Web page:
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Contested Identities in Costa RicaConstructions of the Tico in Literature and Film$
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Liz Harvey-Kattou

Print publication date: 2019

Print ISBN-13: 9781789620054

Published to Liverpool Scholarship Online: January 2020

DOI: 10.3828/liverpool/9781789620054.001.0001

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PRINTED FROM LIVERPOOL SCHOLARSHIP ONLINE (www.liverpool.universitypressscholarship.com). (c) Copyright Liverpool University Press, 2021. All Rights Reserved. An individual user may print out a PDF of a single chapter of a monograph in LSO for personal use.date: 31 July 2021

Coded Messages: Costa Rican Protest Literature, 1970–1985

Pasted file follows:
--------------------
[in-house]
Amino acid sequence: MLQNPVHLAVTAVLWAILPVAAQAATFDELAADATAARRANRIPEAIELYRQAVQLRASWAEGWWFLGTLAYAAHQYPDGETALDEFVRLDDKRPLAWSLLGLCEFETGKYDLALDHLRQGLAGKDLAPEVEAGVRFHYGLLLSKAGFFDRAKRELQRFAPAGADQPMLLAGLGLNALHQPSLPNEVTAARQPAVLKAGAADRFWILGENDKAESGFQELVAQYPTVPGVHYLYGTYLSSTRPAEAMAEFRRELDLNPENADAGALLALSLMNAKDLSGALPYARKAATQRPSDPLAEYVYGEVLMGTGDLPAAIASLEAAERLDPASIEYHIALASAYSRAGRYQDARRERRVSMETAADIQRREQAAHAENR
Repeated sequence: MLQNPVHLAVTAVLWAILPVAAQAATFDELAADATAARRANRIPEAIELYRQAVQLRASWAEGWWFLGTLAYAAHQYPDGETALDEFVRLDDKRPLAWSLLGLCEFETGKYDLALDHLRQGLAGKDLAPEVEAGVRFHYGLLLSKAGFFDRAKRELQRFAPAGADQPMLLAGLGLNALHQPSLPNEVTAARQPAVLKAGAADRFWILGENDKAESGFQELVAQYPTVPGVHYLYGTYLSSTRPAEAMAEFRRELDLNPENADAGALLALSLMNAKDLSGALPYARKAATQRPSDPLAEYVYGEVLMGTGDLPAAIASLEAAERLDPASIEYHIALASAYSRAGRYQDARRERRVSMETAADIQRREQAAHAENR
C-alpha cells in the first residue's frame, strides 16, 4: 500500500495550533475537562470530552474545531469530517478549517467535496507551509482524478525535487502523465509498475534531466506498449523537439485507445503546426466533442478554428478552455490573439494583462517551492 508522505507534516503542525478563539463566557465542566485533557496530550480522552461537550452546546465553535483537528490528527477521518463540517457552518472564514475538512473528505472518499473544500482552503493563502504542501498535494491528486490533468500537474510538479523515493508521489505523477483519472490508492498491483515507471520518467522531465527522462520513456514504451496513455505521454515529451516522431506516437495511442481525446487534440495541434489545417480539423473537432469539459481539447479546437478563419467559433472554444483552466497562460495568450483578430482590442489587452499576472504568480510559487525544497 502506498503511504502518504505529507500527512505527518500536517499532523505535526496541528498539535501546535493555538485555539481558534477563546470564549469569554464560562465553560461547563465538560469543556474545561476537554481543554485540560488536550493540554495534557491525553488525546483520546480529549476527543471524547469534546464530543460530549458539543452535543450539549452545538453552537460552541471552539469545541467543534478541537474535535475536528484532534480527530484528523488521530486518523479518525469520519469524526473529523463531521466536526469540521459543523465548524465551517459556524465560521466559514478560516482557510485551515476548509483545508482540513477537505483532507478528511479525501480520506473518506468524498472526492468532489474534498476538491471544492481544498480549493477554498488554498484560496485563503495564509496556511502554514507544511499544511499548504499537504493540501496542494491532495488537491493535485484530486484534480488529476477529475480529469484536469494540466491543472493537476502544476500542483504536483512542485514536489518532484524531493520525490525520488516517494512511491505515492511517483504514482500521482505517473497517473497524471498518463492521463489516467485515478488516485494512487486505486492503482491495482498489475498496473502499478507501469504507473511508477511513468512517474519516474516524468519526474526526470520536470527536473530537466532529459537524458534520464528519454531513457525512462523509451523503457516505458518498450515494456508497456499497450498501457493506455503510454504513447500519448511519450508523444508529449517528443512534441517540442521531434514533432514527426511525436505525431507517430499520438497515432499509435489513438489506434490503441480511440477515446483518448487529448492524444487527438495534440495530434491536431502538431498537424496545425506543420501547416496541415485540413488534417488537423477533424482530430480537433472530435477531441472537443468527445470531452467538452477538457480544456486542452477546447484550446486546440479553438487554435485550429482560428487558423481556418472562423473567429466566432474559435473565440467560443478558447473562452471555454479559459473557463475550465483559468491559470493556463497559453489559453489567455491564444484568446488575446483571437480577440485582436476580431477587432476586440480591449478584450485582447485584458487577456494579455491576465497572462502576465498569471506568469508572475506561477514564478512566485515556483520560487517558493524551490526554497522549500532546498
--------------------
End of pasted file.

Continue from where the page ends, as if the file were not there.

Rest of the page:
Coded Messages: Costa Rican Protest Literature, 1970–1985

Chapter:
(p.53) Chapter Two Coded Messages: Costa Rican Protest Literature, 1970–1985
Source:
Contested Identities in Costa Rica
Author(s):

Liz Harvey-Kattou

Publisher:
Liverpool University Press
DOI:10.3828/liverpool/9781789620054.003.0003

This chapter posits that the 1970s in Costa Rica was a period of sociological revolution whereby dominant ideas of national identity began to be openly challenged. It analyses the protest literature of this period written by three key authors: Quince Duncan, Carmen Naranjo, and Alfonso Chase. Firstly considering Duncan’s Los cuatro espejos, it explores this novel as an example of the harmful practices of stereotyping and the internalisation of norms. It then considers the feminist subtext of Naranjo’s short stories ‘Simbiosis del encuentro’ and ‘A los payasos todos los quieren’, before moving on to analyse homosexual codes apparent in Chase’s short stories ‘La lluvia. El Silencio. La Música’.

Keywords:   Central American fiction, Costa Rican fiction, Protest literature, Quince Duncan, Carmen Naranjo, Alfonso Chase

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